As photographers we want to get the best image possible. One of the ways to assure that “what you see is what you get” when it comes to viewing and (especially) printing images is to have a workflow that includes some type of monitor calibration process.
My photography is beginning to progress to the point that I will want to start printing and displaying more and more of my photographs, both at home and in my office. I’ve even had a few inquiries (and I hope I get more of these ) from people who are interested in purchasing some of my images. Naturally, I want to get the best output possible, so I’ve begun to research the various options for calibrating/color matching, and maybe even upgrading, my monitors.
Software or Hardware
When it comes to calibrating monitors there are two basic methods.
Software-Based: The least expensive option, software calibration typically involves using an application to help adjust the monitor settings such as contrast, brightness and gamma. Most of the adjustments are made by eye and not by something like a Colorimeter, which is a piece of hardware that measures wavelengths of light. A couple of popular tools are:
The result that you get from this type of calibration isn’t as good, or consistent, as hardware-based calibration but is definitely better than nothing. Many people do nothing more than a monthly calibration using software and are perfectly happy with the results.
The Right Monitor
Many people will say that the “right” monitor is the most important part of the image consitency equation. The reason is that most monitors are designed for regular office use and not for critical image editing. There are a number of monitors that are designed for the task but they tend to be fairly expensive. There are a number of IPS monitors (a screen technology) that are on the market in the 22-24 inch range but the cost for these is anywhere from $300 to $1000 or more (way outside my budget!). I need to do some additional research into the monitor end of things before I make a final decision but my guess is that I’ll end up with a new 2nd monitor that will be used for image editing. In the meantime, I’ll continue to use my Dell 17″ LCD monitor.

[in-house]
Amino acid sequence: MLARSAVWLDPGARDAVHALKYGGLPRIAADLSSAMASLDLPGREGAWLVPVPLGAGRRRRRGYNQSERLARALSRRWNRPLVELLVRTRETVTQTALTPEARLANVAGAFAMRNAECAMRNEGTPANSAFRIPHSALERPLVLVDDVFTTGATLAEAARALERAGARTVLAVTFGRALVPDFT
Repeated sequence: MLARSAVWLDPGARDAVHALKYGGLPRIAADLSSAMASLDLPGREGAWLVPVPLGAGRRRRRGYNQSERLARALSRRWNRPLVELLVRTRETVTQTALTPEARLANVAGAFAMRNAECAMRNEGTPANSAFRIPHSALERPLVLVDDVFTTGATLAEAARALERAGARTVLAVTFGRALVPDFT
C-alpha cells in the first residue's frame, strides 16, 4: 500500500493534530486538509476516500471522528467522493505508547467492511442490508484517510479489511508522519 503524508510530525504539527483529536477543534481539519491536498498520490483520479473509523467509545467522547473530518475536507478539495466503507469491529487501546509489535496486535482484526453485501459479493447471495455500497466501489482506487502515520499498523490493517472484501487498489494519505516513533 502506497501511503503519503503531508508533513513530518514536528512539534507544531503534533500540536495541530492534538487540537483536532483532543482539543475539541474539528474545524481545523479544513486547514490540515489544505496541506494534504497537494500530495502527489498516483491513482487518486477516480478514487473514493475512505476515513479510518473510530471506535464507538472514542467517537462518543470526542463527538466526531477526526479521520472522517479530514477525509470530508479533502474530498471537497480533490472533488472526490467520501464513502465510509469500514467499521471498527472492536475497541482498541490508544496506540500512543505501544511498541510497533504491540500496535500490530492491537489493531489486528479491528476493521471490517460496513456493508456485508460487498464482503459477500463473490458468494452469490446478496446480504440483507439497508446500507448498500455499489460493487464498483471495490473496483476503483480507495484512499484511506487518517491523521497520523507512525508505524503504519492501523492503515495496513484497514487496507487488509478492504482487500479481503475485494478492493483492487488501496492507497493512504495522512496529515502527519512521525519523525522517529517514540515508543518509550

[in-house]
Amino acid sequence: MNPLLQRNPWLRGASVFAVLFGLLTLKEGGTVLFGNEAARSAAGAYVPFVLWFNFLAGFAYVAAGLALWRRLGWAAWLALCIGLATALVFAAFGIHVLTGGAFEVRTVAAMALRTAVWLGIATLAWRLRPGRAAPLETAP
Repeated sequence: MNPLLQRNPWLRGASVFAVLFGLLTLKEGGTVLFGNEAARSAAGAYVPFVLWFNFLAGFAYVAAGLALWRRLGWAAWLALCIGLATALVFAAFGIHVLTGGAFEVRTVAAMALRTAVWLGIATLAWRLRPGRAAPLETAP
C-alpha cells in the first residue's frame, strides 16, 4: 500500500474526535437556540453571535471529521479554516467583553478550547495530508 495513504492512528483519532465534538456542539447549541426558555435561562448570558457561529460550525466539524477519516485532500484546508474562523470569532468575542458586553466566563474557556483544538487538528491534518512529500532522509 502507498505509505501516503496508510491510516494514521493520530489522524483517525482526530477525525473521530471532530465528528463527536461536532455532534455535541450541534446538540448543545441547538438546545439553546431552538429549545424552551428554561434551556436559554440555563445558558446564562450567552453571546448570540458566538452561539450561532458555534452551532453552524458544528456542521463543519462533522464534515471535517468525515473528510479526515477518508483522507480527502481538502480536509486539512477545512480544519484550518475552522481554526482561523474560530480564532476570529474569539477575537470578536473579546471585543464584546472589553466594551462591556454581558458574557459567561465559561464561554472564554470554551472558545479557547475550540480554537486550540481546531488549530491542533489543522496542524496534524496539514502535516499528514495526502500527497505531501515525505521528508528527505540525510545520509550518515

At this point in time my plan is to go with a software-based monitor calibration routine, specifically using Calibrize, to keep my image editing monitor (a Dell 17″ LCD) as tuned up as possible. Calibrize is free and seems to make a fairly big difference in the settings of my monitor based on the little that I’ve used it. One thing I quickly noticed was that I definitely had the brightness way to high. After calibrating the monitor my brightness setting was pretty much cut in half. The next test for me is to adjust an image on my monitor then send that file off to the photo lab (my local Costco) for printing. I can then compare the print to the image on the monitor. In the past the few prints I’ve made have come out a little on the dark side. We’ll see what happens and I’ll post an update once I’ve compared the print to the monitor image.
After I’ve budgeted some cash, I plan on getting either the Datacolor Spyder4Pro S4P100 or ColorMunki Display. I think either one of those will do a great job of calibrating my monitor, especially when I upgrade the monitor later this year.
What Are Your Experiences
I’m sure some of you have gone through this same process recently. I’d really like to hear about your experiences and what you ultimately decided to do to address the whole color/monitor calibration issue. I’m sure other readers would like to hear about it as well.
Please leave your comments/stories/recommendations in the comments or send me an email at mark [at] marksphotographyspot [dot] com